Rugby League Expert & Columnist @RLBarrieMc10
Barrie McDermott wants War of the Roses or England vs Celtic Nations mid-season clashes
Last Updated: 17/12/19 6:26am
Barrie McDermott believes an inter-county Origin series or England against a combined Celtic Nations team is the way forward when it comes to mid-season representative games.
England are set to play a mid-year Test match in 2020, with Samoa the likely opponents, while there has been talk of resurrecting the Exiles team - made up of Super League's top overseas players - which featured in a short-lived annual series between 2011 and 2013.
There is a desire to give players more meaningful preparation for the rigours of international rugby league too following Great Britain's disappointing winter tour, where they were defeated in all four matches against Tonga, New Zealand and Papua New Guinea.
But rather than bringing back the International Origin games, former Lions international McDermott wants to see genuine competitive matches for players from all four Home Nations and would remove the six loop fixtures from the Super League calendar to make space for them.
"I think the key to us moving forward at international level is really having a think about the games the players are exposed to," McDermott told Sky Sports.
"We have a wonderful product at domestic level, but do we water it down and dilute it? In my opinion we do and I've never been a fan of the loop fixtures, but we've got to work enough fixtures into the calendar to give everybody what they want.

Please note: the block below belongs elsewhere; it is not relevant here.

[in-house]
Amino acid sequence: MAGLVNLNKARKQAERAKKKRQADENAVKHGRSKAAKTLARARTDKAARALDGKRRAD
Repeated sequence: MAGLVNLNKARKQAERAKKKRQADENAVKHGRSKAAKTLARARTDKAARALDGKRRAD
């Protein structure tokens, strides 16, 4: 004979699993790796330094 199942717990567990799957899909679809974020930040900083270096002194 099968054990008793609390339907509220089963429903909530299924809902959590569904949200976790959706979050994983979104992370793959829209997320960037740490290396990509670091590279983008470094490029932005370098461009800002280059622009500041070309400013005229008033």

"I think a very good answer for that would be to put some meaningful representative games in.
No! Bring back the War of the Roses Lancs v Yorks all levels we can see the Probables & the Possibles compete plus it’s worth considering a merged @WalesRugbyL @Irelandrl @scotlandrl to make a Celtic team v @England_RL the Exiles doesn’t develop enough of our own for @GB_Lions https://t.co/KAMPaqqt7D— Barrie McDermott 🏉 (@RLBarrieMc10) December 8, 2019
"I think we're selling ourselves short if we do an Exiles-versus-England game because although it would be great for novelty value and an exhibition of rugby league, that's what it would end up being. It's not a genuine tool to develop our top 30/35 players for international level."
A ready-made rivalry
One often-suggested idea is a return to the 'War of the Roses' clashes between Lancashire and Yorkshire along the lines of Australia's annual State of Origin series.
The cross-Pennine clash was revived in 2001 after a 10-year absence and expanded to a two-game series the following year, only to be shelved after the 2003 edition.
McDermott, who captained Lancashire to glory in 2002, is eager to see the Yorkshire-Lancashire rivalry resume, with a Cumbria team added into the mix as well to create a tri-series similar to the annual tournament between the best amateur players from the three counties.
"If you look back at the games in the early 2000s, the rivalry is there anyway - and I'd include Cumbria in that," McDermott said.
"The War of the Roses is the one we look at and, being a proud Lancastrian who made my name in Yorkshire, the rivalry was always there for me and it is there throughout the game.
"If you put Cumbria into the equation, you've got three counties and could have a meaningful, next-level series.
"It's all about getting the players used to playing at a high intensity and a required standard of performance that is more than a normal club match, and the more exposure players get to that, the better."
If the desire is not there for an inter-county format, McDermott would instead like to see the England team playing a Celtic Nations side representing Scotland, Wales and Ireland to help develop players across all of the Home Nations, which would then feed into the Great Britain team.